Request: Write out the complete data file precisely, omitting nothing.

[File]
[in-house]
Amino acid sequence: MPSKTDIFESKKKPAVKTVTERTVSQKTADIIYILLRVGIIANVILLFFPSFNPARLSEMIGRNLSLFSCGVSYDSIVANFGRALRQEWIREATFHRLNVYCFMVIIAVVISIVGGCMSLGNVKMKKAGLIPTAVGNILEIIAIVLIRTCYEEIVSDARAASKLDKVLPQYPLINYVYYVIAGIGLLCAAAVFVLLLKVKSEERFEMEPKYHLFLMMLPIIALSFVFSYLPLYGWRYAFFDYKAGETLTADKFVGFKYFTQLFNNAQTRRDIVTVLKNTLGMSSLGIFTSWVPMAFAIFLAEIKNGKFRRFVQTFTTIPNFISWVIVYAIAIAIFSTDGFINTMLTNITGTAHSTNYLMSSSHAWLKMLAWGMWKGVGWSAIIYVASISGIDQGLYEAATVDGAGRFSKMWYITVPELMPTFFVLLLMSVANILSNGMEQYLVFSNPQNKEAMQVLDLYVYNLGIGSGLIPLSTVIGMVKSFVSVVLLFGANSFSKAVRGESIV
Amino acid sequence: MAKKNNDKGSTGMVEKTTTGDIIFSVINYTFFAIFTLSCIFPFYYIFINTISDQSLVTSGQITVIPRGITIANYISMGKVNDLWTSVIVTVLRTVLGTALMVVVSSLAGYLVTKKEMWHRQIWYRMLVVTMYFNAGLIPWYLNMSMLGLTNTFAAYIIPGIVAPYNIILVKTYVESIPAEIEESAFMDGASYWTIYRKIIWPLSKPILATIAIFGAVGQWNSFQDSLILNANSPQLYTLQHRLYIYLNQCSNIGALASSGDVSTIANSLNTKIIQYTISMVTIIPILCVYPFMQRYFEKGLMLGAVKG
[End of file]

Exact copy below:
[in-house]
Amino acid sequence: MPSKTDIFESKKKPAVKTVTERTVSQKTADIIYILLRVGIIANVILLFFPSFNPARLSEMIGRNLSLFSCGVSYDSIVANFGRALRQEWIREATFHRLNVYCFMVIIAVVISIVGGCMSLGNVKMKKAGLIPTAVGNILEIIAIVLIRTCYEEIVSDARAASKLDKVLPQYPLINYVYYVIAGIGLLCAAAVFVLLLKVKSEERFEMEPKYHLFLMMLPIIALSFVFSYLPLYGWRYAFFDYKAGETLTADKFVGFKYFTQLFNNAQTRRDIVTVLKNTLGMSSLGIFTSWVPMAFAIFLAEIKNGKFRRFVQTFTTIPNFISWVIVYAIAIAIFSTDGFINTMLTNITGTAHSTNYLMSSSHAWLKMLAWGMWKGVGWSAIIYVASISGIDQGLYEAATVDGAGRFSKMWYITVPELMPTFFVLLLMSVANILSNGMEQYLVFSNPQNKEAMQVLDLYVYNLGIGSGLIPLSTVIGMVKSFVSVVLLFGANSFSKAVRGESIV
Amino acid sequence: MAKKNNDKGSTGMVEKTTTGDIIFSVINYTFFAIFTLSCIFPFYYIFINTISDQSLVTSGQITVIPRGITIANYISMGKVNDLWTSVIVTVLRTVLGTALMVVVSSLAGYLVTKKEMWHRQIWYRMLVVTMYFNAGLIPWYLNMSMLGLTNTFAAYIIPGIVAPYNIILVKTYVESIPAEIEESAFMDGASYWTIYRKIIWPLSKPILATIAIFGAVGQWNSFQDSLILNANSPQLYTLQHRLYIYLNQCSNIGALASSGDVSTIANSLNTKIIQYTISMVTIIPILCVYPFMQRYFEKGLMLGAVKG